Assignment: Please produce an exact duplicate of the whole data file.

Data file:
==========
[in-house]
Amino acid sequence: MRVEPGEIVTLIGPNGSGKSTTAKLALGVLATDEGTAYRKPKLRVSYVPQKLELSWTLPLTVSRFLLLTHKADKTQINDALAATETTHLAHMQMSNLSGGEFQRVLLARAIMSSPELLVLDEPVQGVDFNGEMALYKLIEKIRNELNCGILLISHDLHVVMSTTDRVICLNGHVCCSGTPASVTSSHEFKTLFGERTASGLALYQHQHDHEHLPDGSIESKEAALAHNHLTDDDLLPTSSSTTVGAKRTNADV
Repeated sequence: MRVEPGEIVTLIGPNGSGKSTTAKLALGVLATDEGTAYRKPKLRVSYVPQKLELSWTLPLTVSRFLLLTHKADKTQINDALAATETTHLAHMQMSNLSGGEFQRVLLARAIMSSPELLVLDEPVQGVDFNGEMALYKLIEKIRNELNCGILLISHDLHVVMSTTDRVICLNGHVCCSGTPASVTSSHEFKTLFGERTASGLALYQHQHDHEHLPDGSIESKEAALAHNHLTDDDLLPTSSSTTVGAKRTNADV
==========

[in-house]
Amino acid sequence: MRVEPGEIVTLIGPNGSGKSTTAKLALGVLATDEGTAYRKPKLRVSYVPQKLELSWTLPLTVSRFLLLTHKADKTQINDALAATETTHLAHMQMSNLSGGEFQRVLLARAIMSSPELLVLDEPVQGVDFNGEMALYKLIEKIRNELNCGILLISHDLHVVMSTTDRVICLNGHVCCSGTPASVTSSHEFKTLFGERTASGLALYQHQHDHEHLPDGSIESKEAALAHNHLTDDDLLPTSSSTTVGAKRTNADV
Repeated sequence: MRVEPGEIVTLIGPNGSGKSTTAKLALGVLATDEGTAYRKPKLRVSYVPQKLELSWTLPLTVSRFLLLTHKADKTQINDALAATETTHLAHMQMSNLSGGEFQRVLLARAIMSSPELLVLDEPVQGVDFNGEMALYKLIEKIRNELNCGILLISHDLHVVMSTTDRVICLNGHVCCSGTPASVTSSHEFKTLFGERTASGLALYQHQHDHEHLPDGSIESKEAALAHNHLTDDDLLPTSSSTTVGAKRTNADV